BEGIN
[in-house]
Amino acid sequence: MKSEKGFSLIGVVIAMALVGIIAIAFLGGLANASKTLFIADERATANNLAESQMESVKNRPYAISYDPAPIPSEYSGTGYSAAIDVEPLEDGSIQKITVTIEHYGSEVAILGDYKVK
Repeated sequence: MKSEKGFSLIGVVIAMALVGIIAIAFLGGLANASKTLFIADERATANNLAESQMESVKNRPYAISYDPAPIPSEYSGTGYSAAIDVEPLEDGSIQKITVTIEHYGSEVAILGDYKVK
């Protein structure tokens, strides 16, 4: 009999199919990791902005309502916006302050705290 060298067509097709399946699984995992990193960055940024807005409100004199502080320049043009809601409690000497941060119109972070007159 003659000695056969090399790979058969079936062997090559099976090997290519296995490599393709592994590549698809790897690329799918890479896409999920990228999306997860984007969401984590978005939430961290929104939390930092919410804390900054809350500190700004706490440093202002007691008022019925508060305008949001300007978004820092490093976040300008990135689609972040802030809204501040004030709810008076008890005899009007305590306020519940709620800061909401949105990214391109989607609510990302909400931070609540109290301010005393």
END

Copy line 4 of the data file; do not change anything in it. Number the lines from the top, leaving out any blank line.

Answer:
């Protein structure tokens, strides 16, 4: 009999199919990791902005309502916006302050705290 060298067509097709399946699984995992990193960055940024807005409100004199502080320049043009809601409690000497941060119109972070007159 003659000695056969090399790979058969079936062997090559099976090997290519296995490599393709592994590549698809790897690329799918890479896409999920990228999306997860984007969401984590978005939430961290929104939390930092919410804390900054809350500190700004706490440093202002007691008022019925508060305008949001300007978004820092490093976040300008990135689609972040802030809204501040004030709810008076008890005899009007305590306020519940709620800061909401949105990214391109989607609510990302909400931070609540109290301010005393």